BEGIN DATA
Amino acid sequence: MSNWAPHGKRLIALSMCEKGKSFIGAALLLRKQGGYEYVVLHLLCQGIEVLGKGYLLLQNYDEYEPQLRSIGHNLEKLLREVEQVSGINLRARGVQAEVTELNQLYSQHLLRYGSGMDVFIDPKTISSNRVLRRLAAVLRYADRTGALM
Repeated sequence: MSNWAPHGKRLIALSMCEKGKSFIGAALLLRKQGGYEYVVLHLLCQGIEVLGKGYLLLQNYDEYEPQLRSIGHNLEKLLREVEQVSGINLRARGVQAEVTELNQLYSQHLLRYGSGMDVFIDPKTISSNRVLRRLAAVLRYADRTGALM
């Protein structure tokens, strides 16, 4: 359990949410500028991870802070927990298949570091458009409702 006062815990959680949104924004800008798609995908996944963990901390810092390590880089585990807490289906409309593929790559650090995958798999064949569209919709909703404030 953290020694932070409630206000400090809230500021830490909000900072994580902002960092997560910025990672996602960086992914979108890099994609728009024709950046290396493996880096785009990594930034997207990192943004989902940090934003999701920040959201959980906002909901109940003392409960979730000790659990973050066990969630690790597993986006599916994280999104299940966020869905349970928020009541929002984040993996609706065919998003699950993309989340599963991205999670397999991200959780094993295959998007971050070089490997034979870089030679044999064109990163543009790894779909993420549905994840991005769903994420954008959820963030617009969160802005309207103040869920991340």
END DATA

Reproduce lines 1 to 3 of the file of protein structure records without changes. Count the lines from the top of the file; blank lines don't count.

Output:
Amino acid sequence: MSNWAPHGKRLIALSMCEKGKSFIGAALLLRKQGGYEYVVLHLLCQGIEVLGKGYLLLQNYDEYEPQLRSIGHNLEKLLREVEQVSGINLRARGVQAEVTELNQLYSQHLLRYGSGMDVFIDPKTISSNRVLRRLAAVLRYADRTGALM
Repeated sequence: MSNWAPHGKRLIALSMCEKGKSFIGAALLLRKQGGYEYVVLHLLCQGIEVLGKGYLLLQNYDEYEPQLRSIGHNLEKLLREVEQVSGINLRARGVQAEVTELNQLYSQHLLRYGSGMDVFIDPKTISSNRVLRRLAAVLRYADRTGALM
């Protein structure tokens, strides 16, 4: 359990949410500028991870802070927990298949570091458009409702 006062815990959680949104924004800008798609995908996944963990901390810092390590880089585990807490289906409309593929790559650090995958798999064949569209919709909703404030 953290020694932070409630206000400090809230500021830490909000900072994580902002960092997560910025990672996602960086992914979108890099994609728009024709950046290396493996880096785009990594930034997207990192943004989902940090934003999701920040959201959980906002909901109940003392409960979730000790659990973050066990969630690790597993986006599916994280999104299940966020869905349970928020009541929002984040993996609706065919998003699950993309989340599963991205999670397999991200959780094993295959998007971050070089490997034979870089030679044999064109990163543009790894779909993420549905994840991005769903994420954008959820963030617009969160802005309207103040869920991340």